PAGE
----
PARIS (Reuters) - France celebrates the 90th anniversary of the end of World War One Tuesday as a government-commissioned report said the country should cut back on the number of official memorial days.
World War One, fought in large part on their home soil, cost more than 1.4 million French lives between 1914-1918 and remains firmly anchored in the country’s memory even after the death this year of Lazare Ponticelli, its last surviving veteran.
But with 11 other national days ranging from memorials to the dead of France’s colonial wars in Algeria and Indochina to the abolition of slavery, some believe there can be too much official commemoration.
“It is not healthy that within half a century, the number of commemorations has doubled,” the report of the commission headed by historian Andre Kaspi, said, according to an extract quoted in the daily Le Figaro Monday.
“It is not acceptable that the nation gives in to communitarian interests and multiplies the number of days of repentance to satisfy a group of victims because that would be to weaken the national consciousness,” it said.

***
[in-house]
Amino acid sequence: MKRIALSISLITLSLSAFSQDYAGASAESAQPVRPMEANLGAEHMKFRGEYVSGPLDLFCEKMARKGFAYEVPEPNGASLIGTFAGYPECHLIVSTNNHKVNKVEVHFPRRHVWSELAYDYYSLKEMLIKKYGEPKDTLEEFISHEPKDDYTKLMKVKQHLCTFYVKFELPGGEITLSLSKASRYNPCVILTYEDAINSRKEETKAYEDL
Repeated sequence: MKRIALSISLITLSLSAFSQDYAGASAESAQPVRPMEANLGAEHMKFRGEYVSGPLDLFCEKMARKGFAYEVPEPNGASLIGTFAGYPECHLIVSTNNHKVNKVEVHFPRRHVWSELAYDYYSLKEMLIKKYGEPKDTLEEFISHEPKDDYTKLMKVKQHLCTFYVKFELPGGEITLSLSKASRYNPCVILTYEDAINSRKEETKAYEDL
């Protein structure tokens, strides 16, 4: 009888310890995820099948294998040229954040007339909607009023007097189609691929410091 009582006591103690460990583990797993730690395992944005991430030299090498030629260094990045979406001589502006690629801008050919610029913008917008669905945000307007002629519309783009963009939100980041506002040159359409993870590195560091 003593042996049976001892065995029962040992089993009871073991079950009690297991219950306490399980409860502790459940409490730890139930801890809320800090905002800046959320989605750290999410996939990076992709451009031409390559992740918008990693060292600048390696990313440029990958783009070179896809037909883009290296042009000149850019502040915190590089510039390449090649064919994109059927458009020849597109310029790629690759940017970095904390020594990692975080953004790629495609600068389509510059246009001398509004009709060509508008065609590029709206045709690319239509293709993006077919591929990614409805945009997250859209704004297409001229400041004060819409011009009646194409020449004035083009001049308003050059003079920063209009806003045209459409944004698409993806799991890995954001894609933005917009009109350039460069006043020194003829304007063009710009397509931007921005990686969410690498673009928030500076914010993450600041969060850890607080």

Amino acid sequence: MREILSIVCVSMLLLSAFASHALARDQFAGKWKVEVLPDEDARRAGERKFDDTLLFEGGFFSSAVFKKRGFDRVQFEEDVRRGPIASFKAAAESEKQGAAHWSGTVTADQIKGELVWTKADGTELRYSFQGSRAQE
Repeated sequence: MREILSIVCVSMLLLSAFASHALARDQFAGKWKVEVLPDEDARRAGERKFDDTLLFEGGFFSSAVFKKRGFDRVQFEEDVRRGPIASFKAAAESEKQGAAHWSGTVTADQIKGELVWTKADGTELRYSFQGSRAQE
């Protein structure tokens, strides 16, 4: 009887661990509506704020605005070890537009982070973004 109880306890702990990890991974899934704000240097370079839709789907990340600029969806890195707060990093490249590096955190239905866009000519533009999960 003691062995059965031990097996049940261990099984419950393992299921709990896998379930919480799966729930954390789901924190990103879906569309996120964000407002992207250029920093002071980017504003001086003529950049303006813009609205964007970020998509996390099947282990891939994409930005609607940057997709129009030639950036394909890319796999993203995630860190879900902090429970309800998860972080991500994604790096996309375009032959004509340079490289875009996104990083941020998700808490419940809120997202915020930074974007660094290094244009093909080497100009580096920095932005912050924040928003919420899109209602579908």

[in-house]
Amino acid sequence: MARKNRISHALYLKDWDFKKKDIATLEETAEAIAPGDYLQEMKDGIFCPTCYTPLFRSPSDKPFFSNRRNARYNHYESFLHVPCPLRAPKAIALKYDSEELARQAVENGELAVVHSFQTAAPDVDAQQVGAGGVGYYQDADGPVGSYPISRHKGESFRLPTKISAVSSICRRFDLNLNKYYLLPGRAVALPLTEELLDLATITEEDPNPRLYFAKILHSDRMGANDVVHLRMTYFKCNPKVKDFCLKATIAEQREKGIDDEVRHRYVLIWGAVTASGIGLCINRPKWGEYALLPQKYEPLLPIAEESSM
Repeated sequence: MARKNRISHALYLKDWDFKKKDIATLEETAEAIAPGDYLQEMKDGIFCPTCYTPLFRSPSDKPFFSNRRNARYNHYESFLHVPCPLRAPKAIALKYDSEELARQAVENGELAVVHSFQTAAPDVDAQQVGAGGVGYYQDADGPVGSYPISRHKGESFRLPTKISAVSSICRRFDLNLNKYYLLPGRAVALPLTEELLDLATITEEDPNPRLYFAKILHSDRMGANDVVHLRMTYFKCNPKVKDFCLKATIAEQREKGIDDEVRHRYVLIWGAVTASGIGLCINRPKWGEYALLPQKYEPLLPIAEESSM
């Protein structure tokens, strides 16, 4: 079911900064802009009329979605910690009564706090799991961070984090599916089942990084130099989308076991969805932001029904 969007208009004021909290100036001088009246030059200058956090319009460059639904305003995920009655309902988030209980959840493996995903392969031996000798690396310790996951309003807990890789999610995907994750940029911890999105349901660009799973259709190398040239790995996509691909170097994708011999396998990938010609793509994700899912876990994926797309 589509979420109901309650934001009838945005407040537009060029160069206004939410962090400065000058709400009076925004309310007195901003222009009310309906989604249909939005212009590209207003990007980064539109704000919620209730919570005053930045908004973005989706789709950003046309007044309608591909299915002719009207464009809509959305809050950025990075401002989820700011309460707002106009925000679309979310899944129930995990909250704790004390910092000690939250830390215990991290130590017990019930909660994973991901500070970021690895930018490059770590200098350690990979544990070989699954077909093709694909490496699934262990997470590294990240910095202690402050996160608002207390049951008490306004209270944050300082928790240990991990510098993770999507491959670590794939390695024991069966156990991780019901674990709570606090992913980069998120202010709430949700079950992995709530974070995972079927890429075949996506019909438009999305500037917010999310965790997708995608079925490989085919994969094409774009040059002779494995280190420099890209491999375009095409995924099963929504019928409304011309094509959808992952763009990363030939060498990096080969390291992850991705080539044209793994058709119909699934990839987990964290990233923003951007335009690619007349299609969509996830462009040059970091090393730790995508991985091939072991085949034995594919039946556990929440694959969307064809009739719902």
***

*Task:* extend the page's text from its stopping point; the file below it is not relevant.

The commission recommends retaining Armistice Day, the May 8 celebration to mark the defeat of Nazi Germany, and the Bastille Day celebration on July 14, relegating the other commemorations to local or regional events.
Some critics have also said that in the interests of European unity, commemorations of the wars that tore the continent apart last century should lose some of their purely national emphasis.
French President Nicolas Sarkozy is due to attend an Armistice Day celebration Tuesday but in a break with tradition, will not commemorate the event at the tomb of the unknown soldier under the Arc de Triomphe in the heart of Paris.
Instead, he will go to the Douaumont Ossuary, at the site of the Battle of Verdun in 1916, in which an estimated 300,000 French and German men died in 10 months of bombings. The ossuary preserves the remains of some of those soldiers.
Nine decades after the armistice, French authorities are aiming the message of commemoration mostly at young people and teenagers for whom the conflict is no more than a few grainy black and white photos in their school history books.
“The men who fought in this war were people their age, people who had the same aspirations in life, to succeed, to love ... and young people today can relate to that,” Jean-Marie Bockel, secretary of state for veterans, told Reuters.
Writing by Estelle Shirbon and James Mackenzie; Editing by Angus MacSwan